Value investors know that periods of underperformance are par for the course. Even Warren Buffett’s mentor Benjamin Graham recommended buying ‘baskets’ of up to 30 deep value stocks to diversify some of the risk.

High street fashion retailer French Connection is a case in point. Before the recent news that it is being put up for sale, investors who had been expecting that outcome had to endure years of sideways and downwards price moves, only for the shares to spike up and re-rate in a matter of days. With this kind of stock, it is easy to be right - but far too early.

The retailer's shares have doubled since March and yet French Connection still only trades on 0.42 times sales. Some value investors will have found it hard to stick to their guns but, if a sale completes, they will forget all those sleepless nights and crises of confidence.

How to stop buying early

What if we could forgo all that fretting in exchange for a bit of the upside at the beginning? This is the aim of an approach called Tiny Titans, which blends value with relative strength momentum. This small/micro-cap strategy was set out by the US fund manager James O'Shaughnessy in his 1996 433-page tome, What Works on Wall Street.

The screen is simple - there are only two criteria: price-to-sales and relative strength momentum. O’Shaughnessy’s own studies find that, from 1951 to 2003, low price-to-sales (PSR) companies ‘beat the market more than any other value ratio and do so more consistently’. If an investor had put $10,000 into the 50 lowest price-to-sales ranked companies in the US All Stocks universe in December 31st of 1951 and rebalanced annually would be sitting on an astonishing $22,012,919 as of December 31st of 2003. Unfortunately, said investor is neither real nor a member of my family. O’Shaughnessy further posits that the PSR ‘is the best guide for future performance’.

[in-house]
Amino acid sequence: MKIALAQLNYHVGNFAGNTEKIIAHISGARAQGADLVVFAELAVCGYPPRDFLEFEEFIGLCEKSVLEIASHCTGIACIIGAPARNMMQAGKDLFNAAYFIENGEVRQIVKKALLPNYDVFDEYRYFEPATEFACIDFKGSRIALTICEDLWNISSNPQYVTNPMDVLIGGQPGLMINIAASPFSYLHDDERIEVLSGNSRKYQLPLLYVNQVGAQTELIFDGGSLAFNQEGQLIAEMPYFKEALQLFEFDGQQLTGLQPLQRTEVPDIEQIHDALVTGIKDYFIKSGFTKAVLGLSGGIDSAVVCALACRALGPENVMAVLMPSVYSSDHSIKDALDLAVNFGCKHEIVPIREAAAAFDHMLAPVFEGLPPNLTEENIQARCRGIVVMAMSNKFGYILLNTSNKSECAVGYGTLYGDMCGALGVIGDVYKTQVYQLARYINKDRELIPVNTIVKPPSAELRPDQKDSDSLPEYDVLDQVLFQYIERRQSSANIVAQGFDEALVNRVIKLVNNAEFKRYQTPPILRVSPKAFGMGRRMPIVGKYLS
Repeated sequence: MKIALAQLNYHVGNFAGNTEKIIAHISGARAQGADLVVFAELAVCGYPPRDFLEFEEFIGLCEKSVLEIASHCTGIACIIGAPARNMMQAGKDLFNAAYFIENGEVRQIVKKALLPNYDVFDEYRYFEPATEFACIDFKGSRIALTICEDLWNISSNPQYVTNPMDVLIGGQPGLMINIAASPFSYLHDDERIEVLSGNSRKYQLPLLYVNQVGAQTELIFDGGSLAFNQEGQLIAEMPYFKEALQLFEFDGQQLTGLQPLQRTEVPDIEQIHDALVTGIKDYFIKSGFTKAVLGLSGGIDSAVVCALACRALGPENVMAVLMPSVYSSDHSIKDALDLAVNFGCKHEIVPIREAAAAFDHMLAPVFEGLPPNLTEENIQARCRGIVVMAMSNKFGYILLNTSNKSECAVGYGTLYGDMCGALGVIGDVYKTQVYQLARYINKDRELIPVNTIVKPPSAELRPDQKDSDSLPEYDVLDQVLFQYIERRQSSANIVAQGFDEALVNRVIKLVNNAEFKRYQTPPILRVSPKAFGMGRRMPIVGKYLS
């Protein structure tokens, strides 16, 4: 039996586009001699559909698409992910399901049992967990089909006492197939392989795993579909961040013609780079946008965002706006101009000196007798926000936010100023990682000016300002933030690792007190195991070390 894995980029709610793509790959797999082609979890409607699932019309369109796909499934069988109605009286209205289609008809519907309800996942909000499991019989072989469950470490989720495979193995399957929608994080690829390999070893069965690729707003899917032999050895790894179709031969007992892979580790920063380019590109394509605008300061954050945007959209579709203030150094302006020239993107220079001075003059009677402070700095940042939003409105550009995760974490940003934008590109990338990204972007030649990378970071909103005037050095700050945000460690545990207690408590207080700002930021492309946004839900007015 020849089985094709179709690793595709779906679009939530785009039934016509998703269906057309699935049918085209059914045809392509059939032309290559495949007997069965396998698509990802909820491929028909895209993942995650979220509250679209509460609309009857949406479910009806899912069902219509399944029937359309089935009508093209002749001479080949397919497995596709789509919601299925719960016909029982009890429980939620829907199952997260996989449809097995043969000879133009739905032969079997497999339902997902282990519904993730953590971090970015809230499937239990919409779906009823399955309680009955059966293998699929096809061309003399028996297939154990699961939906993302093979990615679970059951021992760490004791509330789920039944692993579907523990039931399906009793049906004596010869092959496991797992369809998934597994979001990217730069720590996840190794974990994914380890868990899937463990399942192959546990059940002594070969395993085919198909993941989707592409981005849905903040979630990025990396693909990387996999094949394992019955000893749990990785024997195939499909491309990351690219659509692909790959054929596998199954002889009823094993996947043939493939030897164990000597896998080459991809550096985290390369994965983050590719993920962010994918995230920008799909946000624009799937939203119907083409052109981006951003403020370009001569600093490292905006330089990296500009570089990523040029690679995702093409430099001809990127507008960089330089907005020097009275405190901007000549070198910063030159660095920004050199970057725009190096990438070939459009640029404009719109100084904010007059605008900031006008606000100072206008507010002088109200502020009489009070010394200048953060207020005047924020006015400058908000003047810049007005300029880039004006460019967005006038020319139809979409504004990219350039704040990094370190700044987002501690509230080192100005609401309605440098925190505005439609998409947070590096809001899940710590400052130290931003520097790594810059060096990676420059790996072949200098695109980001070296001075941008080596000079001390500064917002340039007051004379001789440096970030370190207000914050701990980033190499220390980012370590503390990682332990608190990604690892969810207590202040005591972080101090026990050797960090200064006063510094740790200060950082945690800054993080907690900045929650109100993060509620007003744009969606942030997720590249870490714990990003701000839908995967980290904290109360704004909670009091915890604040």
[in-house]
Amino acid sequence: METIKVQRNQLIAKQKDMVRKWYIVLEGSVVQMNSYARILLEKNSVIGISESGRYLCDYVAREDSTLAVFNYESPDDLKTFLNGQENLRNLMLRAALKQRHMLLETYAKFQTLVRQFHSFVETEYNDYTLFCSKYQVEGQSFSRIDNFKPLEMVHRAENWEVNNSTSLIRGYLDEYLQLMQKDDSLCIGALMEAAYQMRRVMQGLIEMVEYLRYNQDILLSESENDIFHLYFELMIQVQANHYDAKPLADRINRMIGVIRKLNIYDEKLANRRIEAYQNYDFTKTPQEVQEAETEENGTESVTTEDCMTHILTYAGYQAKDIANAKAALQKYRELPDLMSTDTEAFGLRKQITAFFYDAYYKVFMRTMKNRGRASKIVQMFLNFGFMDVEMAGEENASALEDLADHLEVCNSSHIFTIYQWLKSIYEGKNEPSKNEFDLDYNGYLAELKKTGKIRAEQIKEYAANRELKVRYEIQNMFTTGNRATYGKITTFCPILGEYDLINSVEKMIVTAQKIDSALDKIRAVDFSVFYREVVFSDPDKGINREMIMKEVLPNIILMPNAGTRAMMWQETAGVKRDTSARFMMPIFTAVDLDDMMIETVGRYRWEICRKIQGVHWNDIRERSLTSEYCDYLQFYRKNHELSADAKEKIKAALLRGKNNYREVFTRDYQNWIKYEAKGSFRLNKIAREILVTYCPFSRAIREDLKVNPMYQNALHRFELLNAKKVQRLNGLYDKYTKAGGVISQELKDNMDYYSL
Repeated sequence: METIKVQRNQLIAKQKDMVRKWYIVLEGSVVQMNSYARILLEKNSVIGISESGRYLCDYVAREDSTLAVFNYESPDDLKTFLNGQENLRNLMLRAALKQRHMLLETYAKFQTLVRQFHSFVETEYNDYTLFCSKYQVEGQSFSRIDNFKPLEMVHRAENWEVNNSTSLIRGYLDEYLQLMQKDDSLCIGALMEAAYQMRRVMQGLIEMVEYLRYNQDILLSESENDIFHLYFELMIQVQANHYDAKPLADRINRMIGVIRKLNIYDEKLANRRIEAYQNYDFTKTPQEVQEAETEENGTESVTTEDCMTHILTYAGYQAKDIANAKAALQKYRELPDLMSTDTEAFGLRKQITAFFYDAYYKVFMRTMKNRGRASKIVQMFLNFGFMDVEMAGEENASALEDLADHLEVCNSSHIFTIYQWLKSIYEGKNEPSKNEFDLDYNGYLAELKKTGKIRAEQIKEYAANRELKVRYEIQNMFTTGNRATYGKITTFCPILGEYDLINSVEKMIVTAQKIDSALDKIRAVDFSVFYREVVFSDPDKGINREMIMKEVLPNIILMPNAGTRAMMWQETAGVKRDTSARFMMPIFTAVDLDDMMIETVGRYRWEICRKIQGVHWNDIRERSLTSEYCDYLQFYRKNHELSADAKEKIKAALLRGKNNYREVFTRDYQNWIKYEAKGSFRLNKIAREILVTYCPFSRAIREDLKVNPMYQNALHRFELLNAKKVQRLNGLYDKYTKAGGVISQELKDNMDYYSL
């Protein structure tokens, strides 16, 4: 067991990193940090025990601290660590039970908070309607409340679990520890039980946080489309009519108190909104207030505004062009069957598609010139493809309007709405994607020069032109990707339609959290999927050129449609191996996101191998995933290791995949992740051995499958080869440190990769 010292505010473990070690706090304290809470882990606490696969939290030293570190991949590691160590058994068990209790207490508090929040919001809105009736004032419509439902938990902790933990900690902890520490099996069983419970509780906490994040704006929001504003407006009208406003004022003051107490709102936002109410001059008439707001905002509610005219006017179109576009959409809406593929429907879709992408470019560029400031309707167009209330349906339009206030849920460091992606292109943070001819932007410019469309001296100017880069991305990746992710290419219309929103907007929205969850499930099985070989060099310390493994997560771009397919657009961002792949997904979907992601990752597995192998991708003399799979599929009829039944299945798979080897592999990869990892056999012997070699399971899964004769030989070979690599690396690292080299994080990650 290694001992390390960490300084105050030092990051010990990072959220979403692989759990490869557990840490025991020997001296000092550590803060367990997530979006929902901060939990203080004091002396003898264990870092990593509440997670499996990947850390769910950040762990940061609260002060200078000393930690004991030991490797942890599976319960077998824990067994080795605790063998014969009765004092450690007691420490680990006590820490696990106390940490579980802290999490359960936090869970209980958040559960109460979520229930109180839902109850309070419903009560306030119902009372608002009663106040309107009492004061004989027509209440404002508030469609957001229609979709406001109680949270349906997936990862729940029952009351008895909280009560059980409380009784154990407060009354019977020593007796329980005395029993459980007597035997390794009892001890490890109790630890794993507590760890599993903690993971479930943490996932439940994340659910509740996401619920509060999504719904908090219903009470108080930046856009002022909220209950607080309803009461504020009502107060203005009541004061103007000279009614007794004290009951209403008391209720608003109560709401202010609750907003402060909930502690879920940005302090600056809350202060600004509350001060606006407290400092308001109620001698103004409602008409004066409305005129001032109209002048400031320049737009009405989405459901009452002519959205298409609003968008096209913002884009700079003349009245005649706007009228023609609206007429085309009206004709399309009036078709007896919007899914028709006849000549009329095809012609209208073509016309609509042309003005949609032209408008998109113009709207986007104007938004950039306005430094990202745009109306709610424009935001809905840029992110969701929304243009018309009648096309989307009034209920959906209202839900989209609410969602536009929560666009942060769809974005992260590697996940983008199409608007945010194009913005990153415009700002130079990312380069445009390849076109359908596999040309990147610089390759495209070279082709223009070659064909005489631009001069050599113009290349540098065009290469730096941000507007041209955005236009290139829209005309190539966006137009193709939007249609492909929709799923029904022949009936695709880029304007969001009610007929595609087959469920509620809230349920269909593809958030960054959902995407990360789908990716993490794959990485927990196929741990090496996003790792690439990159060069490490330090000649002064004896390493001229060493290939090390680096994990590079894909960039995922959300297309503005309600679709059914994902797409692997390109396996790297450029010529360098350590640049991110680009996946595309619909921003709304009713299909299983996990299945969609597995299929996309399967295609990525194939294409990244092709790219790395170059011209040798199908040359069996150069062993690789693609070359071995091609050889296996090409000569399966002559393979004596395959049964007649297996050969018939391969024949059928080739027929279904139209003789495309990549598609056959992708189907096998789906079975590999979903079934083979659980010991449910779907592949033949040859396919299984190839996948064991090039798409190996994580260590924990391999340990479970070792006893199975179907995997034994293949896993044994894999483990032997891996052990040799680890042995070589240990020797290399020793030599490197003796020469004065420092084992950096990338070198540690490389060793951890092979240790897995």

Performing the same exercise for the 50 companies with the highest price appreciation in the preceding year, rebalanced annually, O’Shaugnessy finds that an investor who put in $10,000 in 1951 would have taken out $4,814,164 at the end of 2003.

The screen is actually top of the pile in terms of five-year returns, although it has given a chunk back amid the recent tricky market conditions.



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